Editors: Mieke Vandenbroucke, Tine Defour, Bart Defrancq, Stavros Kelepouris and Jonah Rys
Discourse markers have received considerable attention over the years. This paper contributes to the growing body of studies combining Construction Grammar and pragmatics in understanding discourse behaviors and discourse markers. Using the Corpus of Contemporary American English – the COCA corpus and the Corpus of Historical American English – the COHA corpus as data source, it presents a case study of the just me construction, i.e. the use of Is it just me or… in raising a (rhetorical) question. Based on a constructional account proposed in Bai (2014), this paper mainly focuses on the pragmatic/discursive functions of the just me construction, which is shown to indicate the speaker’s subjective stance towards the propositional meaning of the utterance and to improve coherence in consideration of the truthfulness and politeness of the speech. The formal and functional properties of the just me construction feature a non-compositional structure, syntactic (and prosodic) independence, non-participation in propositional meaning and reduced semantic content, which are all key properties in defining and characterizing discourse markers (Heine 2013: 1209-1213). In conclusion, this paper proposes that the just me construction is best treated as a discourse marker.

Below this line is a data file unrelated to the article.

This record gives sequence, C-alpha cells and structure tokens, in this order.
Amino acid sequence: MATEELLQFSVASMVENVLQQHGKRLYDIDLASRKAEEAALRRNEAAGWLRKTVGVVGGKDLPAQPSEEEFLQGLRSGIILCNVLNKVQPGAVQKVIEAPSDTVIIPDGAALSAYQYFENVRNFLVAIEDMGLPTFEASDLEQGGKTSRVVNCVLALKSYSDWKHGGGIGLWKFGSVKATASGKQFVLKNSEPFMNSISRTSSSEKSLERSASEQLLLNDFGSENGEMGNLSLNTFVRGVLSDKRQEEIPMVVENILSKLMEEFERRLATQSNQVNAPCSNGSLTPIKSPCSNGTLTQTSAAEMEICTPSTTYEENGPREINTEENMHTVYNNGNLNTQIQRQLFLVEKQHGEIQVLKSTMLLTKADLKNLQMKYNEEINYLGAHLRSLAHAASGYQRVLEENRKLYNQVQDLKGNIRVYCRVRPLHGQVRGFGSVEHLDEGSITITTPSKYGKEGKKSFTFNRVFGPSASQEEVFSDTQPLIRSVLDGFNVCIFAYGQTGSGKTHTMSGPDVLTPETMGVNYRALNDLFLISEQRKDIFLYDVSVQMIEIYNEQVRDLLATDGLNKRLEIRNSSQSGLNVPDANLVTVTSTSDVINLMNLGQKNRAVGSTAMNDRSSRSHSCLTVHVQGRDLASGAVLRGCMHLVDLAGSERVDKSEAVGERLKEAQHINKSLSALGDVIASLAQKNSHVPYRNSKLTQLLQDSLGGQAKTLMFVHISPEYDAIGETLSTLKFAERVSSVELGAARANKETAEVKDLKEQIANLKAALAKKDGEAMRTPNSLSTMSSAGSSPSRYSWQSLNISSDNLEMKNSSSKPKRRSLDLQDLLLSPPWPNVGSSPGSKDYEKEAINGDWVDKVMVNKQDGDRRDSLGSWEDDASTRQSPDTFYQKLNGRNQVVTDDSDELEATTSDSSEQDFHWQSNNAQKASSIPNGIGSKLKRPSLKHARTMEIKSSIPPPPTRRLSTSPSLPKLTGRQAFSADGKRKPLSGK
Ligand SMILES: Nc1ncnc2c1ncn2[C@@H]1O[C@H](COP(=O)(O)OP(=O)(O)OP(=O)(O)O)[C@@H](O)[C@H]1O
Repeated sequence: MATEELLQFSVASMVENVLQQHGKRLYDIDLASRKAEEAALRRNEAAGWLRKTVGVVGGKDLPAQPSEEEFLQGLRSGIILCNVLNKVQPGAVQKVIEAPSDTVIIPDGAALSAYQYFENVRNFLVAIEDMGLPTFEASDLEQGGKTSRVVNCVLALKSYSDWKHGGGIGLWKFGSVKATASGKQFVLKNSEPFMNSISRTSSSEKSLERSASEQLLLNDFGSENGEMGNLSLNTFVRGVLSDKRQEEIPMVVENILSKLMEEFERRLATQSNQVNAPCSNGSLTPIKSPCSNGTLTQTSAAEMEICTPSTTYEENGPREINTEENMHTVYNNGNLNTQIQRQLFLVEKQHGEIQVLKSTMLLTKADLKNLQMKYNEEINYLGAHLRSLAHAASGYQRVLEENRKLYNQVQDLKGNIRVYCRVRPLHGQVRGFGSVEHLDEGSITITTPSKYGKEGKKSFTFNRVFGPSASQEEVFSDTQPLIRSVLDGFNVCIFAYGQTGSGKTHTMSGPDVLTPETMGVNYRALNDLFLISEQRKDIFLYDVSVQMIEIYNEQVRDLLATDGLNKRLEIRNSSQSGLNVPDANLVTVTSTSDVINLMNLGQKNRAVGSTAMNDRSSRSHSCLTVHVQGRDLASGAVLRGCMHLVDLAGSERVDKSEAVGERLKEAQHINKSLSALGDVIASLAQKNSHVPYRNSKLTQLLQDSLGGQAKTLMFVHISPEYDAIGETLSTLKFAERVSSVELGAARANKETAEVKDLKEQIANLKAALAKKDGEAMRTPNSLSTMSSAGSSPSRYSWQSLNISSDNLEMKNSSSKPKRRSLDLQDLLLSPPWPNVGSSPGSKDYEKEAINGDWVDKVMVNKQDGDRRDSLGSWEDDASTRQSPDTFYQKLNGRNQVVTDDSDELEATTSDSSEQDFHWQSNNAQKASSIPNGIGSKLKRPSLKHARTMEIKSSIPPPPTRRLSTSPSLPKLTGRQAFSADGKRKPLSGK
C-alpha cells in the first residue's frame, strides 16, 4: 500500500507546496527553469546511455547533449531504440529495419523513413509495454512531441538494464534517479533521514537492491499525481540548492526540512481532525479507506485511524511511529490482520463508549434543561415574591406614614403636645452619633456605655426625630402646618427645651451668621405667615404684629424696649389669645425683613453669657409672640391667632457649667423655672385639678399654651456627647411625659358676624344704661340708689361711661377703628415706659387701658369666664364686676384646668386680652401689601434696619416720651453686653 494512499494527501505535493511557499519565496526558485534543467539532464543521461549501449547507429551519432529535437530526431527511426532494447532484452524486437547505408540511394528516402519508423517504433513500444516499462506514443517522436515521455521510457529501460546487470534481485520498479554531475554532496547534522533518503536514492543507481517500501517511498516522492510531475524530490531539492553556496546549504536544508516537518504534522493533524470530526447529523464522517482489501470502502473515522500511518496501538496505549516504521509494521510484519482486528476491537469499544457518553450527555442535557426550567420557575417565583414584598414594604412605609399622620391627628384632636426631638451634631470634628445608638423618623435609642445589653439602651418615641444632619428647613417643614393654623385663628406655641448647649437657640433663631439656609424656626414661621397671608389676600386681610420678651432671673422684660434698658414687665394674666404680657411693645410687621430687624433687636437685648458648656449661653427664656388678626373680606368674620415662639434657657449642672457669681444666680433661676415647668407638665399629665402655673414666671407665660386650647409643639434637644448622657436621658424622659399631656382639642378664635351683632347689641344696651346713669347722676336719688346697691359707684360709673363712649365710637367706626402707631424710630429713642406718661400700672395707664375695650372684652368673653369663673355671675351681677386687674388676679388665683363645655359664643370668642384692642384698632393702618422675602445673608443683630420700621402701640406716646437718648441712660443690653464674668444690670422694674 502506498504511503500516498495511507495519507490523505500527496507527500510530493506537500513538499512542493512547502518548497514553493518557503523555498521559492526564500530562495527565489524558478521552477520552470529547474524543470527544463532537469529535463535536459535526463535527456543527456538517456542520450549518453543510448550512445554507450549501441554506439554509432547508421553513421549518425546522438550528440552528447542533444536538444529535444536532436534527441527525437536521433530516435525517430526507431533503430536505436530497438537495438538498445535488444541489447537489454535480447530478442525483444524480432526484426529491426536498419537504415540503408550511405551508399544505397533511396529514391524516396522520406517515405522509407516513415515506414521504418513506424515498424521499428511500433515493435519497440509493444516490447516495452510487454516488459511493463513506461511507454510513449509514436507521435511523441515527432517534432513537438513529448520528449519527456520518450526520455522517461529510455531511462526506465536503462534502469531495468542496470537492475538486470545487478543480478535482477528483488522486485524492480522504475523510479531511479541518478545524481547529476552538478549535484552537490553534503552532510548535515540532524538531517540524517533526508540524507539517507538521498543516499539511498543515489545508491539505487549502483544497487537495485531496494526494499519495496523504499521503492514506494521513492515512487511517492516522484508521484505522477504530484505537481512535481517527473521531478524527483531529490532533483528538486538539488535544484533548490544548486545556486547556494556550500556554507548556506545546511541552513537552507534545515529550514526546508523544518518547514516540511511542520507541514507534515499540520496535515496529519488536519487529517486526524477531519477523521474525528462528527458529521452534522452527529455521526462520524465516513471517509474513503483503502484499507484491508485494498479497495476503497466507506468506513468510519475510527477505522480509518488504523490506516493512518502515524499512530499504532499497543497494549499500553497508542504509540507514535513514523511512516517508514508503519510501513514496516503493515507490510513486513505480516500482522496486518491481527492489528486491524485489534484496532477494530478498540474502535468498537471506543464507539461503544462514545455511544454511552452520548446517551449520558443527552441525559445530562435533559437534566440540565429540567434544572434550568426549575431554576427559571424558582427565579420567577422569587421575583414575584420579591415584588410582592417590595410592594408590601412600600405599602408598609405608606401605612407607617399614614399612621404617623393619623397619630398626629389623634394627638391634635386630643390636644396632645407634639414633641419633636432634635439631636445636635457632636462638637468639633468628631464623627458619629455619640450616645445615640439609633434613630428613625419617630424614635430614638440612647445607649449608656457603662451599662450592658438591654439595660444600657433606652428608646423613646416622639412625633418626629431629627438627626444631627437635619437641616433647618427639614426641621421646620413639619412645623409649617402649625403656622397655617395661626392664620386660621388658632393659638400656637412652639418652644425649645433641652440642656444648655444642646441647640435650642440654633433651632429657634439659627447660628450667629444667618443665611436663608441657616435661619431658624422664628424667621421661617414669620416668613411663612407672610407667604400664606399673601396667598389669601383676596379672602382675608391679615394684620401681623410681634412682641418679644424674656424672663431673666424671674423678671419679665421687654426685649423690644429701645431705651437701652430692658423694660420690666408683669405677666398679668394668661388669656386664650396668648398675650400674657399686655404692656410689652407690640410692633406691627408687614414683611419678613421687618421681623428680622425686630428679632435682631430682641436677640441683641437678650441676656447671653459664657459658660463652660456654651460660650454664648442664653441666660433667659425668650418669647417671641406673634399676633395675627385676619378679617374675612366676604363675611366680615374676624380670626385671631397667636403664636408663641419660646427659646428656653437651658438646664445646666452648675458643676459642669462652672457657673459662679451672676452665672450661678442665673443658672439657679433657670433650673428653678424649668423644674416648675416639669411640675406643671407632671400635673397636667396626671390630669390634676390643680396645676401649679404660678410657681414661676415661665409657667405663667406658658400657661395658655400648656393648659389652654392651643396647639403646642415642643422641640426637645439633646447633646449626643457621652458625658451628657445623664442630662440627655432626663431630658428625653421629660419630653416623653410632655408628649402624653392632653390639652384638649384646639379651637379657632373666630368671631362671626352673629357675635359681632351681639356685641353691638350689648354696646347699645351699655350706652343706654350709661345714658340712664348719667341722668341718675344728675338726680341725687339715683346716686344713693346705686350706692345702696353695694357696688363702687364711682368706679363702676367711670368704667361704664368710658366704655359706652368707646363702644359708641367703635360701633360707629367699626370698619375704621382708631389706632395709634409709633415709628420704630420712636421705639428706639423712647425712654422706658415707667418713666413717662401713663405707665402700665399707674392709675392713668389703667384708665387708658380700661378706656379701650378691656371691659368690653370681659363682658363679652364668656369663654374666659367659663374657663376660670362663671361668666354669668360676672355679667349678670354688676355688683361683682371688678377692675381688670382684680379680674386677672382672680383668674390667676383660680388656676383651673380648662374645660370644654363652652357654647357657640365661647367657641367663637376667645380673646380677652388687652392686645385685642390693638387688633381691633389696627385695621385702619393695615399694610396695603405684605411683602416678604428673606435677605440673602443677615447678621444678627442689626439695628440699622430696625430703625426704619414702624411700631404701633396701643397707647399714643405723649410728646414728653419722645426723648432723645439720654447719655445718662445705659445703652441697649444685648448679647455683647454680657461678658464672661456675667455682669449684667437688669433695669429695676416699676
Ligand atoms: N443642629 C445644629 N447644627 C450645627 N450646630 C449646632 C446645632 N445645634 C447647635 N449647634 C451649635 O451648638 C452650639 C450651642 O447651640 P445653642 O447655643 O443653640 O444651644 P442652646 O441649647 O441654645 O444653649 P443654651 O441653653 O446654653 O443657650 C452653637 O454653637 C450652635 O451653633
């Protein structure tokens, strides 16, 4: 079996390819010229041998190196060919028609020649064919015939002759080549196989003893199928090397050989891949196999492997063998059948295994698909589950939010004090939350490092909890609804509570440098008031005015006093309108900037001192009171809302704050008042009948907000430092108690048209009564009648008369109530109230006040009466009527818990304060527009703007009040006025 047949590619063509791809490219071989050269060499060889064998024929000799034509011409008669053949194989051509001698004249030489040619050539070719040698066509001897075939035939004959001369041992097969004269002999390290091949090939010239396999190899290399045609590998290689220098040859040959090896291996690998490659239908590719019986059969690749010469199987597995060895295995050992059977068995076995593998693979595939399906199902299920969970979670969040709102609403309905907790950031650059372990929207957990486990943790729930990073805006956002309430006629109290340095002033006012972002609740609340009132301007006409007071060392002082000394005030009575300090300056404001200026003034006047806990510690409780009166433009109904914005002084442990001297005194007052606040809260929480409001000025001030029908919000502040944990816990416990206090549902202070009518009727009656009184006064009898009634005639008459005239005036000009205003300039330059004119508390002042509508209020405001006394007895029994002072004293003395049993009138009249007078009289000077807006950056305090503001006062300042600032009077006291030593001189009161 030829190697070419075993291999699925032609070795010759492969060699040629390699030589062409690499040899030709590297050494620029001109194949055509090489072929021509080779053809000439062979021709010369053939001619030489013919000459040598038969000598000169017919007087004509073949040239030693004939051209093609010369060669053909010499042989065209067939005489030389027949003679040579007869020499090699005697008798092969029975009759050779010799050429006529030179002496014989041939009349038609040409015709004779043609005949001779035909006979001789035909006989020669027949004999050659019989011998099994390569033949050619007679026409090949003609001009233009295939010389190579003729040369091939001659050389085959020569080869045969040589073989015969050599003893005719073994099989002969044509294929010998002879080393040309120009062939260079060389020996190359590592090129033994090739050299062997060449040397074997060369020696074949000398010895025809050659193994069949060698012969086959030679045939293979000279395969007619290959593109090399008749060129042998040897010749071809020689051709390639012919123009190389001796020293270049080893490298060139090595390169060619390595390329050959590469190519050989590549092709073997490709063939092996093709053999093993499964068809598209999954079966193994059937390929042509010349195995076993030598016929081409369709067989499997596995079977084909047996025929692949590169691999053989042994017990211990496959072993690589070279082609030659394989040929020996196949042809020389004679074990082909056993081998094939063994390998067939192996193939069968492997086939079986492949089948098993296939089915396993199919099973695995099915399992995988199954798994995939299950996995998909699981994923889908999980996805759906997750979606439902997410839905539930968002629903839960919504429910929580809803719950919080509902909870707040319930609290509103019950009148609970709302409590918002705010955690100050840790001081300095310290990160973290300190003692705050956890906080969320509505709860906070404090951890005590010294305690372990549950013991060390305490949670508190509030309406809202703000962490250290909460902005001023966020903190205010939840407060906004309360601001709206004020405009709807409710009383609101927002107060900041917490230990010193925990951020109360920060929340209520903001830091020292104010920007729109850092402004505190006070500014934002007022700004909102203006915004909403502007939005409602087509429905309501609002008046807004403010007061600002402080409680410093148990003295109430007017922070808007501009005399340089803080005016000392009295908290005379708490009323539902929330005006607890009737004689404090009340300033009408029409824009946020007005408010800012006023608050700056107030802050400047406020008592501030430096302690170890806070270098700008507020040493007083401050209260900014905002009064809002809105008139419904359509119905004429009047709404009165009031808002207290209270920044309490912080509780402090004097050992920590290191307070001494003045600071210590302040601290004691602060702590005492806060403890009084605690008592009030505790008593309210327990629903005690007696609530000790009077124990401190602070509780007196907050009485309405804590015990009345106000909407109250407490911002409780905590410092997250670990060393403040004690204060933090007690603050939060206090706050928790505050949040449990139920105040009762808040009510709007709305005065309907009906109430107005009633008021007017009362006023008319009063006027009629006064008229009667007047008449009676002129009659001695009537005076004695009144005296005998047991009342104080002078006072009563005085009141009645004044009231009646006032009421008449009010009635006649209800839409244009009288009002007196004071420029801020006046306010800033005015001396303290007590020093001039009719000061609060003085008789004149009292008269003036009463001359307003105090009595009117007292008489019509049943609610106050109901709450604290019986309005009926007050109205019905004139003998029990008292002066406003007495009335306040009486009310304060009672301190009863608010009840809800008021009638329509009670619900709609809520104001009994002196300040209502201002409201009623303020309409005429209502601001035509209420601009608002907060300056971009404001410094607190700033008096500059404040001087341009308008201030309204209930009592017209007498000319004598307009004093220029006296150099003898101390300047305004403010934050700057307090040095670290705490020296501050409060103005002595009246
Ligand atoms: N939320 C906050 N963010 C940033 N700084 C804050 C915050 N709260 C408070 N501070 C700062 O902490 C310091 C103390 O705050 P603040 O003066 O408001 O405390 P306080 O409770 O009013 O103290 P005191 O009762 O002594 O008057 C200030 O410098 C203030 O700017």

First, this paper sets up a framework to discuss the grounding function of evidentials. Drawing on Langacker (2014), it argues that ‘source of knowledge’ is the relevant grounding domain for evidentiality, and that it bases on an immediate vs. non-immediate contrast that is also at the core of the more established grounding domains ‘reality’ (at play in moods and modals) and ‘time’ (at play in tense). The immediate value is covered by direct evidentials, the non-immediate value by inferentials and reportives. Second, the paper draws on case studies of reportive sollen-constructions and quotative present subjunctive constructions in German to illustrate grounding in terms of ‘source of knowledge’. Whereas sollen-constructions code non-immediacy to the actual ground like all indirect evidentials, the present subjunctive is found to code immediacy to a surrogate ground. This contrast is motivated by functional differences between (evidential) reportives and (non-evidential) quotatives. The non-immediate branch of the ‘source of knowledge’ domain is thus concluded to have not only an opposition between ‘inferring’ and ‘referring’ grounding predications (based on the type of “access” the conceptualiser has to the proposition), but within ‘referring’ also between ‘reportive’ and ‘quotative’ grounding predications (based on the salience of the actual ground).